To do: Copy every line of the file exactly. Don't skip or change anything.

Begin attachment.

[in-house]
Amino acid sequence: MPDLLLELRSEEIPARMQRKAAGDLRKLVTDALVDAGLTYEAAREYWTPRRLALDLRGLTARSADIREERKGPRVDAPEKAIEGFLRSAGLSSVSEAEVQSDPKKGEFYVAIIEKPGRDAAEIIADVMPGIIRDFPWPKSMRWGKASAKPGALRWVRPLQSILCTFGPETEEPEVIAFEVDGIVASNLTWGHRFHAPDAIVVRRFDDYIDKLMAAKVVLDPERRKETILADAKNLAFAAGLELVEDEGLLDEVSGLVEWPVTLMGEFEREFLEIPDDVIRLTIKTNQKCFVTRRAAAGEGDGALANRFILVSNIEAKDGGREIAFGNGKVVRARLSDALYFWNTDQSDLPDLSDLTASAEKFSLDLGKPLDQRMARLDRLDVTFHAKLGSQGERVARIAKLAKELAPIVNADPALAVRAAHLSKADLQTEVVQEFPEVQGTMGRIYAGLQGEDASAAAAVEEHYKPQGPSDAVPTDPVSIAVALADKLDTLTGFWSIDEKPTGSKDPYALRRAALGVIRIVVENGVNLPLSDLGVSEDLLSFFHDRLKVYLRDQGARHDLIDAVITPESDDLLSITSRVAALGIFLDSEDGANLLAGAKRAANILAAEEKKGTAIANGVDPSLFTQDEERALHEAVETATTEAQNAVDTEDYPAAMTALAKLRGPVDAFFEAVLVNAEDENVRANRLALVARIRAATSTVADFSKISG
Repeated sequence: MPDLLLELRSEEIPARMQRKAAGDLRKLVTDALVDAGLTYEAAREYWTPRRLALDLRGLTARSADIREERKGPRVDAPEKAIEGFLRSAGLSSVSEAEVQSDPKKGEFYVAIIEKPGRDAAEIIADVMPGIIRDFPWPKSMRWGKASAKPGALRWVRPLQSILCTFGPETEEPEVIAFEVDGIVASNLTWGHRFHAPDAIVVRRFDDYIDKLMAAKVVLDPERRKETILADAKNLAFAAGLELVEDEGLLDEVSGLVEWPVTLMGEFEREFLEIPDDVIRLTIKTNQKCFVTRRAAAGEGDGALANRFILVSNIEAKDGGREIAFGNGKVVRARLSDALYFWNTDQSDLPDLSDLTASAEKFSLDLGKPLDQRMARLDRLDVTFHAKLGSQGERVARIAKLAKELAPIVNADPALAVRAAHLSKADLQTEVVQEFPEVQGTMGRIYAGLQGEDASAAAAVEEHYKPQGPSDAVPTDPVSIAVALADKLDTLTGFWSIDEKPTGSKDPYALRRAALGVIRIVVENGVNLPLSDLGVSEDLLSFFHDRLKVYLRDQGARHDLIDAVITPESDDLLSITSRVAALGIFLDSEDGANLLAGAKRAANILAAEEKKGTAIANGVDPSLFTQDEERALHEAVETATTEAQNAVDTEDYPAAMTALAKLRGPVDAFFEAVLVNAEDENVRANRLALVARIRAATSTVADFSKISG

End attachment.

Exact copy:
[in-house]
Amino acid sequence: MPDLLLELRSEEIPARMQRKAAGDLRKLVTDALVDAGLTYEAAREYWTPRRLALDLRGLTARSADIREERKGPRVDAPEKAIEGFLRSAGLSSVSEAEVQSDPKKGEFYVAIIEKPGRDAAEIIADVMPGIIRDFPWPKSMRWGKASAKPGALRWVRPLQSILCTFGPETEEPEVIAFEVDGIVASNLTWGHRFHAPDAIVVRRFDDYIDKLMAAKVVLDPERRKETILADAKNLAFAAGLELVEDEGLLDEVSGLVEWPVTLMGEFEREFLEIPDDVIRLTIKTNQKCFVTRRAAAGEGDGALANRFILVSNIEAKDGGREIAFGNGKVVRARLSDALYFWNTDQSDLPDLSDLTASAEKFSLDLGKPLDQRMARLDRLDVTFHAKLGSQGERVARIAKLAKELAPIVNADPALAVRAAHLSKADLQTEVVQEFPEVQGTMGRIYAGLQGEDASAAAAVEEHYKPQGPSDAVPTDPVSIAVALADKLDTLTGFWSIDEKPTGSKDPYALRRAALGVIRIVVENGVNLPLSDLGVSEDLLSFFHDRLKVYLRDQGARHDLIDAVITPESDDLLSITSRVAALGIFLDSEDGANLLAGAKRAANILAAEEKKGTAIANGVDPSLFTQDEERALHEAVETATTEAQNAVDTEDYPAAMTALAKLRGPVDAFFEAVLVNAEDENVRANRLALVARIRAATSTVADFSKISG
Repeated sequence: MPDLLLELRSEEIPARMQRKAAGDLRKLVTDALVDAGLTYEAAREYWTPRRLALDLRGLTARSADIREERKGPRVDAPEKAIEGFLRSAGLSSVSEAEVQSDPKKGEFYVAIIEKPGRDAAEIIADVMPGIIRDFPWPKSMRWGKASAKPGALRWVRPLQSILCTFGPETEEPEVIAFEVDGIVASNLTWGHRFHAPDAIVVRRFDDYIDKLMAAKVVLDPERRKETILADAKNLAFAAGLELVEDEGLLDEVSGLVEWPVTLMGEFEREFLEIPDDVIRLTIKTNQKCFVTRRAAAGEGDGALANRFILVSNIEAKDGGREIAFGNGKVVRARLSDALYFWNTDQSDLPDLSDLTASAEKFSLDLGKPLDQRMARLDRLDVTFHAKLGSQGERVARIAKLAKELAPIVNADPALAVRAAHLSKADLQTEVVQEFPEVQGTMGRIYAGLQGEDASAAAAVEEHYKPQGPSDAVPTDPVSIAVALADKLDTLTGFWSIDEKPTGSKDPYALRRAALGVIRIVVENGVNLPLSDLGVSEDLLSFFHDRLKVYLRDQGARHDLIDAVITPESDDLLSITSRVAALGIFLDSEDGANLLAGAKRAANILAAEEKKGTAIANGVDPSLFTQDEERALHEAVETATTEAQNAVDTEDYPAAMTALAKLRGPVDAFFEAVLVNAEDENVRANRLALVARIRAATSTVADFSKISG